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posted by janrinok on Monday July 04 2022, @10:16PM   Printer-friendly
from the somebody-wants-more-bribes dept.

U.S. May Lose Silicon Wafer Factory If Congress Can't Fund CHIPS Act, Commerce Secretary Says

U.S. may lose silicon wafer factory if Congress can't fund CHIPS Act, commerce secretary says:

U.S. Commerce Secretary Gina Raimondo told CNBC's Jim Cramer on Monday that she believes GlobalWafers will follow through on its plan to build a silicon wafer factory in Texas — but only if Congress passes funding for the CHIPS for America Act by the time the August recess begins.

"This investment that they're making is contingent upon Congress passing the CHIPS Act [funding]. The CEO told me that herself, and they reiterated that today," Raimondo said in an interview on "Mad Money."

"It has to be done before they go to August recess. I don't know how to say it any more plainly. This deal ... will go away, I think, if Congress doesn't act," she added.

GlobalWafers, a Taiwan-based semiconductor silicon wafer firm, said Monday that it plans to build a facility to produce the component in Sherman, Texas. The facility could create up to 1,500 jobs and produce 1.2 million wafers a month, according to the U.S. Commerce Department.

The CHIPS (Creating Helpful Incentives to Produce Semiconductors) for America Act incentivizes investment in the U.S. semiconductor industry. While it was passed in January 2021, a funding package has not been approved by Congress.

McConnell Warns Dems of Fallout for Reviving Biden Bill

McConnell warns Dems of fallout for reviving Biden bill:

Senate Republican leader Mitch McConnell threatened Thursday to derail a bill designed to boost semiconductor manufacturing in the United States if Democrats revive their stalled climate and social policy package.

The rejuvenation of the Democratic reconciliation package, central to President Joe Biden's agenda, remains a work in progress and is far from certain. But with some signs of progress in the negotiations, McConnell is moving to complicate Democratic plans by warning that Republicans would react by stopping separate semiconductor legislation from moving over the finish line in the coming weeks, despite its bipartisan support.

"Let me be perfectly clear: there will be no bipartisan USICA as long as Democrats are pursuing a partisan reconciliation bill," McConnell tweeted, referring to the shorthand name for the computer chips bill that passed the Senate last year.

Both chambers of Congress have passed their versions of the legislation, which would include $52 billion in incentives for companies to locate chip manufacturing plants in the U.S. Lawmakers are now trying to reconcile the considerable differences between the two bills, but at a pace that has many supporters worried the job won't get done before lawmakers break for their August recess.

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  • (Score: 3, Interesting) by Anonymous Coward on Monday July 04 2022, @10:52PM (11 children)

    by Anonymous Coward on Monday July 04 2022, @10:52PM (#1258118)

    Why wouldn't they build the plant without the law and the benefits entailed?

    Because it's not cost-effective. Literally, it costs too much to do business in the USA. If it were cost-effective, they'd leap at the chance. But it isn't.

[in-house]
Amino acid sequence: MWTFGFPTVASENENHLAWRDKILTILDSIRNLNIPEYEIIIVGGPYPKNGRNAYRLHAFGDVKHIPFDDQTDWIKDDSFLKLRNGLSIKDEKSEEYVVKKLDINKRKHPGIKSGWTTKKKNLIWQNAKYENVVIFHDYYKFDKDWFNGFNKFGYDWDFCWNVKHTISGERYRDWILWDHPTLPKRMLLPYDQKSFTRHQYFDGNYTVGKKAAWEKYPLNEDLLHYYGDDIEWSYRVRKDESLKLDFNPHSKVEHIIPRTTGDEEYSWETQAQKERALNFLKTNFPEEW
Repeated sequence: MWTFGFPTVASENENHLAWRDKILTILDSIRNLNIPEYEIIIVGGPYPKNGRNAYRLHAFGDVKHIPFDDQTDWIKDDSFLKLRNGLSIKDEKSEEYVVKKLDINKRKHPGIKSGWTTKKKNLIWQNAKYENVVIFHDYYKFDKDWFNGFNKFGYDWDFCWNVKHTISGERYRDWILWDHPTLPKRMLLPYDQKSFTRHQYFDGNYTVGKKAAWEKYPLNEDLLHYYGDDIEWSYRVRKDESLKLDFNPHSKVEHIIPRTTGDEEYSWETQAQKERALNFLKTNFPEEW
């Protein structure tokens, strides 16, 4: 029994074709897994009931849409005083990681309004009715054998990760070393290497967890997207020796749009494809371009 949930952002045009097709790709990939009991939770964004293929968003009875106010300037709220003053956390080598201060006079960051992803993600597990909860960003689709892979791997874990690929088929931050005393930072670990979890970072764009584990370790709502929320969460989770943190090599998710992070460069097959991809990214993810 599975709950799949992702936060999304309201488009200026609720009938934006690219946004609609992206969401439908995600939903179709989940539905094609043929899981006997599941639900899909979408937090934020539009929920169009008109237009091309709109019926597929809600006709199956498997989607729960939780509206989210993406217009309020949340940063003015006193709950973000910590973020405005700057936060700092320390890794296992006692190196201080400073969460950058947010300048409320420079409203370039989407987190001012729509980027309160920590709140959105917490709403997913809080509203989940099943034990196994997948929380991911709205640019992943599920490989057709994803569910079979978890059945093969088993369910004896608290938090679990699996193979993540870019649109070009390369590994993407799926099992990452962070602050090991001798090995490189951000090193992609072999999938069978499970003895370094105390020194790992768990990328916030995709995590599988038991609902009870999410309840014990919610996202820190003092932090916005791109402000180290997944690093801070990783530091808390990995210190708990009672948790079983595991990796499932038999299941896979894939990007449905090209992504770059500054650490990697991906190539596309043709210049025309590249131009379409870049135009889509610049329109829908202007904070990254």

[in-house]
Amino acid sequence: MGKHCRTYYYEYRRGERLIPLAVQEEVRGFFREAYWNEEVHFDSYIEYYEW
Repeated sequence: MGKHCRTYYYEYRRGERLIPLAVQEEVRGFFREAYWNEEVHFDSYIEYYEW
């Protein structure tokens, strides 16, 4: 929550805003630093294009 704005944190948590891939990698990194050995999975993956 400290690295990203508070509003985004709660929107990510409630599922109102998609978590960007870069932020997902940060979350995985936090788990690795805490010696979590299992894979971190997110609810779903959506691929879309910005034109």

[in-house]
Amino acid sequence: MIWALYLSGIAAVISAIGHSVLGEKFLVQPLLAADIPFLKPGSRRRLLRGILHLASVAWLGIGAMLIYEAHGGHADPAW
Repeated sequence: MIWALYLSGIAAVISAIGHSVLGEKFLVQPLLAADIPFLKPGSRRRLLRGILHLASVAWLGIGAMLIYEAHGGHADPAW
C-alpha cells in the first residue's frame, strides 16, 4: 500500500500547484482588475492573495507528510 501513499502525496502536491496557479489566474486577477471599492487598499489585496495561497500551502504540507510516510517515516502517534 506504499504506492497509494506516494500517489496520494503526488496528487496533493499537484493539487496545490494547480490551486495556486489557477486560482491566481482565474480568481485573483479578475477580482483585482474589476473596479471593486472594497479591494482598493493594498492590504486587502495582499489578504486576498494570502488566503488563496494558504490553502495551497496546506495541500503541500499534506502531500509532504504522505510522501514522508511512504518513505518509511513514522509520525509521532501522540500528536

Why does the government want to do this at all? Well, there's the usual smokescreen about american jobs, but a lot more of it has to do with american dependence on foreign supply chains for critical industries.

    OK, so if it's that important, why not just do it?

    Because it's really expensive. It's a billion dollars per state in the union, arguably only benefiting one state directly, and the government is bleeding money already like a slashed artery. It's as if every household in the nation ponied up hundreds of dollars to boost a chip plant in Texas.

    But what's the problem with the other law?

    The budget reconciliation item that the democrats are trying to push through is the latest version of the Build Back Better plan, which republicans largely don't agree with, and think is a bad deal. Of course, they're entitled to their opinion and their votes, and given that the democrats are having real trouble pulling support for it even from their own ranks, given their majorities in both houses, it seems that the reconciliation hinges on either the republicans bowing to it or democratic party unanimity - both of which are out of reach.

    What else is there about this?

    Well, it would be a political gift for the democrats, if they could push this through, because they could be seen to be doing something about jobs and the economy (although on a per-person basis, those would be insanely expensive jobs). This means of course that the republicans have no intrinsic interest in pushing this law through. It's arguably good for the democrats, it's very expensive, and such incentives have a frankly low success rate in the long term (just take a look at the Foxconn project, for example).

    With all that in mind, why on earth would we expect the republicans to think of this as a good idea, as opposed to policies calculated to lower the cost of doing business in the USA?

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  • (Score: 5, Insightful) by Mykl on Tuesday July 05 2022, @02:21AM (2 children)

    by Mykl (1112) on Tuesday July 05 2022, @02:21AM (#1258140)

    There's still no reason for the Republican's to threaten one piece of legislation if the Dems even _talk_ about another unrelated piece of legislation, other than to play games.